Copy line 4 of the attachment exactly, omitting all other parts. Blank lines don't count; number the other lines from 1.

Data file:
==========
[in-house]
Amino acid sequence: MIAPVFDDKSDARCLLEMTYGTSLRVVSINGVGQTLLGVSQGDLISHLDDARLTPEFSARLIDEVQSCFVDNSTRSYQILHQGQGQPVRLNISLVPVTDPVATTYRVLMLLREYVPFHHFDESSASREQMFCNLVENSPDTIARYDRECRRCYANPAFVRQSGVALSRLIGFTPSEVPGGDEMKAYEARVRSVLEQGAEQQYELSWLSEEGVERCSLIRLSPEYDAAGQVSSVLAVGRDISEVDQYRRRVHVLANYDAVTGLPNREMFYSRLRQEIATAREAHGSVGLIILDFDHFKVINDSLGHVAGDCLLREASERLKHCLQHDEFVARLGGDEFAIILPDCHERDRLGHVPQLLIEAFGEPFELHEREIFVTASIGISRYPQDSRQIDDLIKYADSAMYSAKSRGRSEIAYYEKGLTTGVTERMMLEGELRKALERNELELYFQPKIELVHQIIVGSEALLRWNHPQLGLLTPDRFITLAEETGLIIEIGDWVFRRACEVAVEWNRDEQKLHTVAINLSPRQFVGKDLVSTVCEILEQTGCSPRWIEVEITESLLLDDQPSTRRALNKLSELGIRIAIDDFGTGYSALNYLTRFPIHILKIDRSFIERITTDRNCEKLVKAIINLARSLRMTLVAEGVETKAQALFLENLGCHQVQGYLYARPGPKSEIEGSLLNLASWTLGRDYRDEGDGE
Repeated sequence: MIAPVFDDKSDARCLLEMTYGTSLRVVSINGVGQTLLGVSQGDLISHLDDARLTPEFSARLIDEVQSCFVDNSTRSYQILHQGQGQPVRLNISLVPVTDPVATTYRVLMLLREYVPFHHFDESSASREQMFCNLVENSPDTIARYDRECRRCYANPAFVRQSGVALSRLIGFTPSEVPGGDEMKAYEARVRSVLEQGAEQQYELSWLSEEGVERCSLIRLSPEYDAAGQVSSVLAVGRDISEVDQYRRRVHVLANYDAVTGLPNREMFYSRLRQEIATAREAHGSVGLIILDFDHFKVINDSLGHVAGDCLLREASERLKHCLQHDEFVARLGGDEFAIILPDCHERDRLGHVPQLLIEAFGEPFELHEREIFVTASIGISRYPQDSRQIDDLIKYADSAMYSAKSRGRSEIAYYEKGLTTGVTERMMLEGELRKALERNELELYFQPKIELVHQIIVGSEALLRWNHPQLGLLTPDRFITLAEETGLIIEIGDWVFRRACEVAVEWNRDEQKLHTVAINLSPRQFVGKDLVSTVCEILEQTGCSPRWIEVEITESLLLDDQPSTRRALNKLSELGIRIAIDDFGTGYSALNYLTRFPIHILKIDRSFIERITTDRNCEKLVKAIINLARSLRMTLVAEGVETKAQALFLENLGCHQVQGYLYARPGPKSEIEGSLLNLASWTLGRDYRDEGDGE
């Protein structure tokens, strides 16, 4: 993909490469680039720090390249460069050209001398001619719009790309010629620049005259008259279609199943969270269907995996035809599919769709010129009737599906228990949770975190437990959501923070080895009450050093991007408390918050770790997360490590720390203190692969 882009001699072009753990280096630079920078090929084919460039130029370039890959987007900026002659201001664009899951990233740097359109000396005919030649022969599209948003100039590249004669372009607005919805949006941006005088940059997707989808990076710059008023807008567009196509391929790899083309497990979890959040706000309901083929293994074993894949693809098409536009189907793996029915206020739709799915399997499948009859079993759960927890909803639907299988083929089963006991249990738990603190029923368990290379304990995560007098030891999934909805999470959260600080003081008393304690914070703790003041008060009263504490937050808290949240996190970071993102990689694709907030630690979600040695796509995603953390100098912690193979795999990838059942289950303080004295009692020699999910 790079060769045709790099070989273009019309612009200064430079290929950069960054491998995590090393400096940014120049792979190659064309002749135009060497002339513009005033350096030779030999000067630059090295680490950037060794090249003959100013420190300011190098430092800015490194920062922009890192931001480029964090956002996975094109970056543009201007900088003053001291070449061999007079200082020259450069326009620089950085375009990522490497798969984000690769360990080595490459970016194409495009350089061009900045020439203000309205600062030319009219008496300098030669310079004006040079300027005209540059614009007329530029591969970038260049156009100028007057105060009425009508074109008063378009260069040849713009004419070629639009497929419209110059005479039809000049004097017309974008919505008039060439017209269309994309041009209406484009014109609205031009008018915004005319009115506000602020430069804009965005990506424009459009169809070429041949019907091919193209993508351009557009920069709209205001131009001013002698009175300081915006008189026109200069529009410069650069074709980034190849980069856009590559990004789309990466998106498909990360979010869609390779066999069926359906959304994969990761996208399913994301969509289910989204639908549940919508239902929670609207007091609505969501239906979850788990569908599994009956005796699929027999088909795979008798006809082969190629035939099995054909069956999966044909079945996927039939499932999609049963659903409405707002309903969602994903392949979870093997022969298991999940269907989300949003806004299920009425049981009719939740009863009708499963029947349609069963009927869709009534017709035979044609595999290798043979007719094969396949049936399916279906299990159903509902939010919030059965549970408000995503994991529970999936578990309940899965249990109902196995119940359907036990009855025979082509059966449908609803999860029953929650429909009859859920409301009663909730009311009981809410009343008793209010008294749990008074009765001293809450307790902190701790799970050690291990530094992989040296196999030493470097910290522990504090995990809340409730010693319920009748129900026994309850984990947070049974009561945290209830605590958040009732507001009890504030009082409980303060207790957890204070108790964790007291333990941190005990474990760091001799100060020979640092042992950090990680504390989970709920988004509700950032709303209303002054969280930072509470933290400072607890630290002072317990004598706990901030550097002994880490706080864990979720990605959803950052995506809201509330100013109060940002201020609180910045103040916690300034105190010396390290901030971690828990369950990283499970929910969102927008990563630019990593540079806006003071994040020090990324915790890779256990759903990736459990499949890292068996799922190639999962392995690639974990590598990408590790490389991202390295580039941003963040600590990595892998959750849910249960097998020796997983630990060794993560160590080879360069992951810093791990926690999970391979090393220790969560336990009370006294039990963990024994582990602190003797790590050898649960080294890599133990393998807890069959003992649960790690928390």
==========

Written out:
């Protein structure tokens, strides 16, 4: 993909490469680039720090390249460069050209001398001619719009790309010629620049005259008259279609199943969270269907995996035809599919769709010129009737599906228990949770975190437990959501923070080895009450050093991007408390918050770790997360490590720390203190692969 882009001699072009753990280096630079920078090929084919460039130029370039890959987007900026002659201001664009899951990233740097359109000396005919030649022969599209948003100039590249004669372009607005919805949006941006005088940059997707989808990076710059008023807008567009196509391929790899083309497990979890959040706000309901083929293994074993894949693809098409536009189907793996029915206020739709799915399997499948009859079993759960927890909803639907299988083929089963006991249990738990603190029923368990290379304990995560007098030891999934909805999470959260600080003081008393304690914070703790003041008060009263504490937050808290949240996190970071993102990689694709907030630690979600040695796509995603953390100098912690193979795999990838059942289950303080004295009692020699999910 790079060769045709790099070989273009019309612009200064430079290929950069960054491998995590090393400096940014120049792979190659064309002749135009060497002339513009005033350096030779030999000067630059090295680490950037060794090249003959100013420190300011190098430092800015490194920062922009890192931001480029964090956002996975094109970056543009201007900088003053001291070449061999007079200082020259450069326009620089950085375009990522490497798969984000690769360990080595490459970016194409495009350089061009900045020439203000309205600062030319009219008496300098030669310079004006040079300027005209540059614009007329530029591969970038260049156009100028007057105060009425009508074109008063378009260069040849713009004419070629639009497929419209110059005479039809000049004097017309974008919505008039060439017209269309994309041009209406484009014109609205031009008018915004005319009115506000602020430069804009965005990506424009459009169809070429041949019907091919193209993508351009557009920069709209205001131009001013002698009175300081915006008189026109200069529009410069650069074709980034190849980069856009590559990004789309990466998106498909990360979010869609390779066999069926359906959304994969990761996208399913994301969509289910989204639908549940919508239902929670609207007091609505969501239906979850788990569908599994009956005796699929027999088909795979008798006809082969190629035939099995054909069956999966044909079945996927039939499932999609049963659903409405707002309903969602994903392949979870093997022969298991999940269907989300949003806004299920009425049981009719939740009863009708499963029947349609069963009927869709009534017709035979044609595999290798043979007719094969396949049936399916279906299990159903509902939010919030059965549970408000995503994991529970999936578990309940899965249990109902196995119940359907036990009855025979082509059966449908609803999860029953929650429909009859859920409301009663909730009311009981809410009343008793209010008294749990008074009765001293809450307790902190701790799970050690291990530094992989040296196999030493470097910290522990504090995990809340409730010693319920009748129900026994309850984990947070049974009561945290209830605590958040009732507001009890504030009082409980303060207790957890204070108790964790007291333990941190005990474990760091001799100060020979640092042992950090990680504390989970709920988004509700950032709303209303002054969280930072509470933290400072607890630290002072317990004598706990901030550097002994880490706080864990979720990605959803950052995506809201509330100013109060940002201020609180910045103040916690300034105190010396390290901030971690828990369950990283499970929910969102927008990563630019990593540079806006003071994040020090990324915790890779256990759903990736459990499949890292068996799922190639999962392995690639974990590598990408590790490389991202390295580039941003963040600590990595892998959750849910249960097998020796997983630990060794993560160590080879360069992951810093791990926690999970391979090393220790969560336990009370006294039990963990024994582990602190003797790590050898649960080294890599133990393998807890069959003992649960790690928390």